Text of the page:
Is Mind Twister the oddity that Fred Olen Ray should be recommending to fans? Based on his comments about working in softcore, it's strange that he looks upon it with any kind of soft nostalgia. I'm guessing he's proud to have directed Telly Savalas in a movie, although as far as bragging rights he should be equally proud to have worked with legends like Aldo Ray (Prison Ship), John Carradine (The Tomb), Lee Van Cleef (Armed Response), Charles Napier (Deep Space), Gunnar Hansen (Hollywood Chainsaw Hookers) and Dick Miller (Evil Toons.) Over the years, I have noticed that many directors seem most proud of lesser works (Rainer Fassbinder and Hal Hartley come to mind), and while Mind Twister isn't a complete wash I feel like there must be some crazier F.O.R. entries out there that twister the mind just a little bit farther until it really does pop.

or what i learned later

Scream queen Deborah Dutch (murdered secretary Sheila Harrison) was a Jim Wynorski regular and appeared in the Wynorski-Ray collaboration Dinosaur Island. One of her earliest roles was in the notorious Bruceploitation movie Bruce Lee Fights Back from the Grave; since then, she's racked up 60 acting credits according to iMDB and even directed her own film last year, Hollywood Warrioress: The Movie.

Maria Ford (Melanie Duncan) got her big break in Stripped to Kill 2: Live Girls before going on to star in Stripteaser, Showgirl Murders and Hot Ticket ("Two kidnapped strippers must perform erotic routines for their captors after their plane crashes near a mountain hideaway.") As you may have guessed, F.O. Ray really had her playing against type as a secretary who does not remove her clothes or have sex with anyone. She also starred in 1990's softcore classic Naked Obsession (which also featured a Fred Olen Ray cameo) and served as romantic interest to one Don "The Dragon" Wilson in the kickboxing kumite film Ring of Fire. One of her last credited roles was as a stripper on The Drew Carey Show in 2004, bringing her illustrious career full circle. Reputedly, she has been named by Quentin Tarantino as his "favorite B actress."

Curiously, it's not ostensible heroine Suzee Slater or erotica draws Maria Ford and Deborah Dutch gracing the cover and hogging the stills on the back of the box, but Erika Nann. Mexian-born Nann (Lisa Strahten) could be found in such notable early 90's cable erotica as Night Rhythms, Animal Instincts and Die Watching. She appeared as Jane Russell in the infamous HBO biopic Norma Jean & Marilyn and most recently records Spanish language albums. (Curiously, she left Mind Twister off the resume on her personal website.)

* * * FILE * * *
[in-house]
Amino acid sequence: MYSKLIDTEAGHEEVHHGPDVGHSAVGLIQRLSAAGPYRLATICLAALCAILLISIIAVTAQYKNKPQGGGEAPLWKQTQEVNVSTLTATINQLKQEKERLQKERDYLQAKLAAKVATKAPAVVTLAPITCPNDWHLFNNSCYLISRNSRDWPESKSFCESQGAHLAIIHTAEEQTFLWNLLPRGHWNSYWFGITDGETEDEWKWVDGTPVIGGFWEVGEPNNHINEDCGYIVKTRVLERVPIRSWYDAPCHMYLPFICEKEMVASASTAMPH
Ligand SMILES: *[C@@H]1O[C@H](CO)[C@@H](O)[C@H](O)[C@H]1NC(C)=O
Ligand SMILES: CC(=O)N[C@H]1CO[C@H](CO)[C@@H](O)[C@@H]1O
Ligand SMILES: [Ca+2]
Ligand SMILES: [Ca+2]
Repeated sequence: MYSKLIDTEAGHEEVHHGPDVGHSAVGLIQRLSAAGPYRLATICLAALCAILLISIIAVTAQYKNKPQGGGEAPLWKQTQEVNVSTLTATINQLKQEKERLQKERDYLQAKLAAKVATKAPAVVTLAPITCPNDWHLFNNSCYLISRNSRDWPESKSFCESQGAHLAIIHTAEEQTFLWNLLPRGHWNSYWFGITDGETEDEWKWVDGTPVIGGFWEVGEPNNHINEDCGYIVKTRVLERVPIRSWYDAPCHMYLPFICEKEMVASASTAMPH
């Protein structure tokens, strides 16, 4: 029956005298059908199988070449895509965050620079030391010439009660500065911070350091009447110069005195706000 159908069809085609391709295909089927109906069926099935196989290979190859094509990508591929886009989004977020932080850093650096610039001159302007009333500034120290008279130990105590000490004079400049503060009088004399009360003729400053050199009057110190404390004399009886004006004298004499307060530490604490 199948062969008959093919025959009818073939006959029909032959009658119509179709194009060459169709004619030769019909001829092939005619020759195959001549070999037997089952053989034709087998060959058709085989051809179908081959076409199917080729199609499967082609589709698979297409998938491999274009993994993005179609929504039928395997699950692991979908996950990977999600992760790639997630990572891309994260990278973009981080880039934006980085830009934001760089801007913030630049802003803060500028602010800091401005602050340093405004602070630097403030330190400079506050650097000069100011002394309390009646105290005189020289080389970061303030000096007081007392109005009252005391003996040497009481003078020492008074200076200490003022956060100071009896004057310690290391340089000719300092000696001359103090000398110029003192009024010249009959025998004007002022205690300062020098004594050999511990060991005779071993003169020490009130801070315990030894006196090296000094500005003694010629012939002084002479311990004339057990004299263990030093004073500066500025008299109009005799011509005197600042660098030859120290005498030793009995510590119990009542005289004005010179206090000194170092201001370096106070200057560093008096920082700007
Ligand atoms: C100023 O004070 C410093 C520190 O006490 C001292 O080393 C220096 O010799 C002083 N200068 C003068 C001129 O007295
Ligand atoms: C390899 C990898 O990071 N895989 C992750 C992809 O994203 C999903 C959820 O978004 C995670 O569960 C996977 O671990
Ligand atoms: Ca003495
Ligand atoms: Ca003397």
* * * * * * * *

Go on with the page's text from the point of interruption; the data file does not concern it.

Surprisingly, this was the final role for Suzanne "Suzee" Slater (Heather Black), who retired shortly after the film's release, ending a 10-year career that included an uncredited role in Savage Streets, memorable walk-ons in the Jim Belushi/John Ritter buddy flick Real Men and Christopher Guest's The Big Picture, and the classic scene in Jim Wynorski's Chopping Mall where a robot blasts her head off. Similarly, two-film veteran Angel Ashley (Hayely Quinn) only made one more movie before apparently calling it a day.

This was also apparently the last film for long-time film and TV actress Paula Raymond from The Beast from 20,000 Fathoms, but honestly I don't remember who she played in the movie. (Heather's nosy neighbor possibly?)

The plot of Mind Twister was largely recycled by Mark Thomas McGee from a script he'd co-written for Jim Wynorski, Sins of Desire, released the previous year. In that one, Tanya Roberts investigates the suicide of her sister by going undercover at a suspicious sex clinic where her deceased sibling sought therapy. The clinic is run by a depraved husband and wife team and once again a hidden tape serves as the film's MacGuffin. Sins of Desire's tagline: "She was seduced into a world of sexual adventure... and dangerous deception." Again with the "world"! Can't it just say "seduced at a suspicious sex clinic"?

Fred Olen Ray is as active as ever, although these days he seems stuck on a theme based on the following titles from his last 4 years of filmmaking: A Christmas Wedding Date, All I Want for Christmas, Christmas in Palm Springs, A Perfect Christmas List, The Christmas Gift, A Prince for Christmas, A Christmas in Vermont. I haven't seen any of these, but I like to think he occasionally slips a one-eyed mutant embryo into them.

Ray actually did end up making a movie with Christian Slater, 2012's Hatfields and McCoys: Bad Blood, a quickie produced to cash-in on the success of the History Channel mini-series from the same year. Funnily enough, in F.O.R.'s movie Jeff Fahey played "Devil" Anse Hatfield, the character brought to life in the mini-series by Kevin Costner, who shot Fahey dead in the western Silverado.